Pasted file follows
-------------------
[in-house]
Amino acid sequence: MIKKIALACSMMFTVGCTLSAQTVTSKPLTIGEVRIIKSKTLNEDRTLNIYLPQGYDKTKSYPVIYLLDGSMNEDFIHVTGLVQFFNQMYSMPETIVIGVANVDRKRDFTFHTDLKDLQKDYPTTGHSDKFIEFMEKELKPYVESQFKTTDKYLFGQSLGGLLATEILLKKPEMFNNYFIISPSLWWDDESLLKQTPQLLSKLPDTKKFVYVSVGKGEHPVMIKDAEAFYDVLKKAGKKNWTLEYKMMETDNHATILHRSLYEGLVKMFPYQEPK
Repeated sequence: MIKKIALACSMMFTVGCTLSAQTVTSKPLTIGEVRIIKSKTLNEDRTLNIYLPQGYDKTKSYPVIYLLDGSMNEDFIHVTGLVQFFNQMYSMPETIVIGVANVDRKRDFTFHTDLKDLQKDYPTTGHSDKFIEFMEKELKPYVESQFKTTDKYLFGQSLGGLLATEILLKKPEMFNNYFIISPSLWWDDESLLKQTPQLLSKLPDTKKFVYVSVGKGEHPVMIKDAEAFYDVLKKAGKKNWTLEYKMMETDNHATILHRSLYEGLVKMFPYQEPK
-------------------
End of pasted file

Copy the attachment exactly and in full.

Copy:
[in-house]
Amino acid sequence: MIKKIALACSMMFTVGCTLSAQTVTSKPLTIGEVRIIKSKTLNEDRTLNIYLPQGYDKTKSYPVIYLLDGSMNEDFIHVTGLVQFFNQMYSMPETIVIGVANVDRKRDFTFHTDLKDLQKDYPTTGHSDKFIEFMEKELKPYVESQFKTTDKYLFGQSLGGLLATEILLKKPEMFNNYFIISPSLWWDDESLLKQTPQLLSKLPDTKKFVYVSVGKGEHPVMIKDAEAFYDVLKKAGKKNWTLEYKMMETDNHATILHRSLYEGLVKMFPYQEPK
Repeated sequence: MIKKIALACSMMFTVGCTLSAQTVTSKPLTIGEVRIIKSKTLNEDRTLNIYLPQGYDKTKSYPVIYLLDGSMNEDFIHVTGLVQFFNQMYSMPETIVIGVANVDRKRDFTFHTDLKDLQKDYPTTGHSDKFIEFMEKELKPYVESQFKTTDKYLFGQSLGGLLATEILLKKPEMFNNYFIISPSLWWDDESLLKQTPQLLSKLPDTKKFVYVSVGKGEHPVMIKDAEAFYDVLKKAGKKNWTLEYKMMETDNHATILHRSLYEGLVKMFPYQEPK